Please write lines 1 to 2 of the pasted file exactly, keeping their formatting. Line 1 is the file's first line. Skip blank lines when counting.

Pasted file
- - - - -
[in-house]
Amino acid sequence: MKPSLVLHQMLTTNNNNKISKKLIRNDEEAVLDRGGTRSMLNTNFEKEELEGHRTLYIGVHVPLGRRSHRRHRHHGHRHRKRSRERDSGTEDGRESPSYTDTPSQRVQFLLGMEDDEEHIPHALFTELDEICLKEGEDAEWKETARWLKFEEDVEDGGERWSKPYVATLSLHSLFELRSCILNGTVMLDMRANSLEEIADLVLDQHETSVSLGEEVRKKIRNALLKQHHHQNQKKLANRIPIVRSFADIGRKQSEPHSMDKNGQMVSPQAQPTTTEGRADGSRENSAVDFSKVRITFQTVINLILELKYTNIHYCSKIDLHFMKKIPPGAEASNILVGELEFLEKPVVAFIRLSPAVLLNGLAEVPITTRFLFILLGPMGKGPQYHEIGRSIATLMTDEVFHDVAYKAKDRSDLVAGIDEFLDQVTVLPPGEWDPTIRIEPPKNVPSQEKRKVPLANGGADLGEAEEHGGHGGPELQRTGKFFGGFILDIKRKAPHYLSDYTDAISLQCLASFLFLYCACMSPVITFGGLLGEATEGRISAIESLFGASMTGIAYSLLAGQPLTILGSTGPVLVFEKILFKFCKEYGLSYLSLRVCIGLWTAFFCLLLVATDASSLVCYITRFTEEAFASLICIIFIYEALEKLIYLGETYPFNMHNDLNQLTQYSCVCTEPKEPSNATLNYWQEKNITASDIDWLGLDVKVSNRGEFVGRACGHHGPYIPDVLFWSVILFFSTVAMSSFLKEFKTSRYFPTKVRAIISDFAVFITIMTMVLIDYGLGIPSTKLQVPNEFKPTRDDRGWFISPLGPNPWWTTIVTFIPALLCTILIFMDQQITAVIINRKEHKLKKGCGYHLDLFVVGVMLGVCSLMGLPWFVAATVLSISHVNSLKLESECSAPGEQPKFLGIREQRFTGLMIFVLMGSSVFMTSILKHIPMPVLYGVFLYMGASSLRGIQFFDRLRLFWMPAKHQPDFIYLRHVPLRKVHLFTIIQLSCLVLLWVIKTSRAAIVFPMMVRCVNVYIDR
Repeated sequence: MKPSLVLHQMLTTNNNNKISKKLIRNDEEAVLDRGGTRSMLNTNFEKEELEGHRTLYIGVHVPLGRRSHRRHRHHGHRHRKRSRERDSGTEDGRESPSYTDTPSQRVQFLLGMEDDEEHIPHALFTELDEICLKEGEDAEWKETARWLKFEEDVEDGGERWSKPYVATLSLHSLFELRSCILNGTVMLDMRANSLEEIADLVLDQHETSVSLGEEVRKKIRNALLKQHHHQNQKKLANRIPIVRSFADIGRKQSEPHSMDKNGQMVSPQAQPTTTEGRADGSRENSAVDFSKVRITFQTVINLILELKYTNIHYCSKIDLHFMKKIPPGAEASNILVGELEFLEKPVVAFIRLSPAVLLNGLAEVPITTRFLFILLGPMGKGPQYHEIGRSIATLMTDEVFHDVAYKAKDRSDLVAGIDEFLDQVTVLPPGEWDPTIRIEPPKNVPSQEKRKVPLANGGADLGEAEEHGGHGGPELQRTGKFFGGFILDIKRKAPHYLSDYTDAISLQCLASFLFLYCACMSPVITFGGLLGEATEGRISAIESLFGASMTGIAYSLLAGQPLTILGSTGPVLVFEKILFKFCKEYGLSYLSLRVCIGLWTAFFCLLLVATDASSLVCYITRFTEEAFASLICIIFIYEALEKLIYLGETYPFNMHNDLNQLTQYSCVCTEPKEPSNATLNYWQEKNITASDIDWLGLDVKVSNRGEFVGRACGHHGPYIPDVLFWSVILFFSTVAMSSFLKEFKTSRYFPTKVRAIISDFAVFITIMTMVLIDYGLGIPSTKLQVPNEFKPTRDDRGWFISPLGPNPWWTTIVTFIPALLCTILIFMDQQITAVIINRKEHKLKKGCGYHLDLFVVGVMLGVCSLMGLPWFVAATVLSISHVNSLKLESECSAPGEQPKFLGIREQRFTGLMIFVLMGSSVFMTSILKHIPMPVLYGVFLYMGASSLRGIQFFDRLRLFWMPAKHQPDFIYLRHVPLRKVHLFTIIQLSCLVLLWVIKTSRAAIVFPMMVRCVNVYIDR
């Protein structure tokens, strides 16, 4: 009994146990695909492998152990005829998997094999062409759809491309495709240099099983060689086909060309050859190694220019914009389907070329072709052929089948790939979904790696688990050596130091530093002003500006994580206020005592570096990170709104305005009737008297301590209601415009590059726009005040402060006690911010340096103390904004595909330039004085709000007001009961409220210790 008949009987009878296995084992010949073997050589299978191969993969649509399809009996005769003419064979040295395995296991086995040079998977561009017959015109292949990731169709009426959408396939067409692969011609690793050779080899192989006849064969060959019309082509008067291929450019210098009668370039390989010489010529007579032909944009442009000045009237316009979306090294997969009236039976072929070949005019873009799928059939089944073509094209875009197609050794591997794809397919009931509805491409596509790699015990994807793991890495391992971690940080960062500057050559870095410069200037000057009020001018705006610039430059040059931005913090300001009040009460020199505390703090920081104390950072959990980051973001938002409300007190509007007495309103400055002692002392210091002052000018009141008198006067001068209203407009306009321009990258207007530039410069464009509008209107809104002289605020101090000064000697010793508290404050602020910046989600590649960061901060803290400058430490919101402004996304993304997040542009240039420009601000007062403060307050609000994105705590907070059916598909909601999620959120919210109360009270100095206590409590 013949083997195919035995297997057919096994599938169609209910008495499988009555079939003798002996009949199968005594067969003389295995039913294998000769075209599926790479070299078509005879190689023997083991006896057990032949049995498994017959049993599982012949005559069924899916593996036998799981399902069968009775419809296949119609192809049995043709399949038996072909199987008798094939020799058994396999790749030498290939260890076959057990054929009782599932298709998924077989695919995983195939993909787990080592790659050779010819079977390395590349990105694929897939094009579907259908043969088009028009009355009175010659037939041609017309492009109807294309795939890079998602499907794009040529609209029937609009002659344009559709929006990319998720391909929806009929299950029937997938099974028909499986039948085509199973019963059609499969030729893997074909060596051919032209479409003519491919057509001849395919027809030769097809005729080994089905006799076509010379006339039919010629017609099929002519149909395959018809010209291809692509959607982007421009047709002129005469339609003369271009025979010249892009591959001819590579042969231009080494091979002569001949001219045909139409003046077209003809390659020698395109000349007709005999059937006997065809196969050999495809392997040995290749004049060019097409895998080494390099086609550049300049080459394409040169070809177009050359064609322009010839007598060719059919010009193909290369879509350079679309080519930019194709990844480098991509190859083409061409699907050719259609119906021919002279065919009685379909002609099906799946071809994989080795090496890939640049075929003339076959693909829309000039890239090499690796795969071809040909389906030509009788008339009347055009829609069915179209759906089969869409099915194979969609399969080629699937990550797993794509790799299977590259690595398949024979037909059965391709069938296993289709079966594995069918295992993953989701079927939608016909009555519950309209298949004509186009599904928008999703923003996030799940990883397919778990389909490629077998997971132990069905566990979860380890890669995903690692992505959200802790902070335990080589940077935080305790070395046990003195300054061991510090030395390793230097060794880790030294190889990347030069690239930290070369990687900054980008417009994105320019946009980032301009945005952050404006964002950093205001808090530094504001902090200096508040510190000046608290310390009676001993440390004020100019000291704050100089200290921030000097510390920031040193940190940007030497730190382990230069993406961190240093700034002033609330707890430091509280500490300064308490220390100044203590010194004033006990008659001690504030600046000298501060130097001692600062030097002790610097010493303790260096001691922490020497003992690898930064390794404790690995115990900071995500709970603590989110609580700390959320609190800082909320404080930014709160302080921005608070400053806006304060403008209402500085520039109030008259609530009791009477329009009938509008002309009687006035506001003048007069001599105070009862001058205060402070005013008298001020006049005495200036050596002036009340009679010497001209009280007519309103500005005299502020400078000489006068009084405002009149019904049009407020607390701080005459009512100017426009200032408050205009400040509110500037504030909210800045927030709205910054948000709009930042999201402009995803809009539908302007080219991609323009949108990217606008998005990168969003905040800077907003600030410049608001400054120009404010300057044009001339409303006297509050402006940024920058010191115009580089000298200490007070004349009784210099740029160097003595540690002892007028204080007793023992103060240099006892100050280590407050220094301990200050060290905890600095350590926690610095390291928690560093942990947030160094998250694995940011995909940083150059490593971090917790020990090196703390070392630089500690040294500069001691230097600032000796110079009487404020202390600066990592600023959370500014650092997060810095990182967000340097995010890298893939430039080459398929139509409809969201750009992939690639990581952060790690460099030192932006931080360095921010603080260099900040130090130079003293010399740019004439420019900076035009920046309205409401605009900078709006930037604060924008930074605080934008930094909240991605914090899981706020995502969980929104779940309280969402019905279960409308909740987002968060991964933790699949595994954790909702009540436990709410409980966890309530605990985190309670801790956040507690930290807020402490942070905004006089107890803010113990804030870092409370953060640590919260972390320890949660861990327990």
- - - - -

[in-house]
Amino acid sequence: MKPSLVLHQMLTTNNNNKISKKLIRNDEEAVLDRGGTRSMLNTNFEKEELEGHRTLYIGVHVPLGRRSHRRHRHHGHRHRKRSRERDSGTEDGRESPSYTDTPSQRVQFLLGMEDDEEHIPHALFTELDEICLKEGEDAEWKETARWLKFEEDVEDGGERWSKPYVATLSLHSLFELRSCILNGTVMLDMRANSLEEIADLVLDQHETSVSLGEEVRKKIRNALLKQHHHQNQKKLANRIPIVRSFADIGRKQSEPHSMDKNGQMVSPQAQPTTTEGRADGSRENSAVDFSKVRITFQTVINLILELKYTNIHYCSKIDLHFMKKIPPGAEASNILVGELEFLEKPVVAFIRLSPAVLLNGLAEVPITTRFLFILLGPMGKGPQYHEIGRSIATLMTDEVFHDVAYKAKDRSDLVAGIDEFLDQVTVLPPGEWDPTIRIEPPKNVPSQEKRKVPLANGGADLGEAEEHGGHGGPELQRTGKFFGGFILDIKRKAPHYLSDYTDAISLQCLASFLFLYCACMSPVITFGGLLGEATEGRISAIESLFGASMTGIAYSLLAGQPLTILGSTGPVLVFEKILFKFCKEYGLSYLSLRVCIGLWTAFFCLLLVATDASSLVCYITRFTEEAFASLICIIFIYEALEKLIYLGETYPFNMHNDLNQLTQYSCVCTEPKEPSNATLNYWQEKNITASDIDWLGLDVKVSNRGEFVGRACGHHGPYIPDVLFWSVILFFSTVAMSSFLKEFKTSRYFPTKVRAIISDFAVFITIMTMVLIDYGLGIPSTKLQVPNEFKPTRDDRGWFISPLGPNPWWTTIVTFIPALLCTILIFMDQQITAVIINRKEHKLKKGCGYHLDLFVVGVMLGVCSLMGLPWFVAATVLSISHVNSLKLESECSAPGEQPKFLGIREQRFTGLMIFVLMGSSVFMTSILKHIPMPVLYGVFLYMGASSLRGIQFFDRLRLFWMPAKHQPDFIYLRHVPLRKVHLFTIIQLSCLVLLWVIKTSRAAIVFPMMVRCVNVYIDR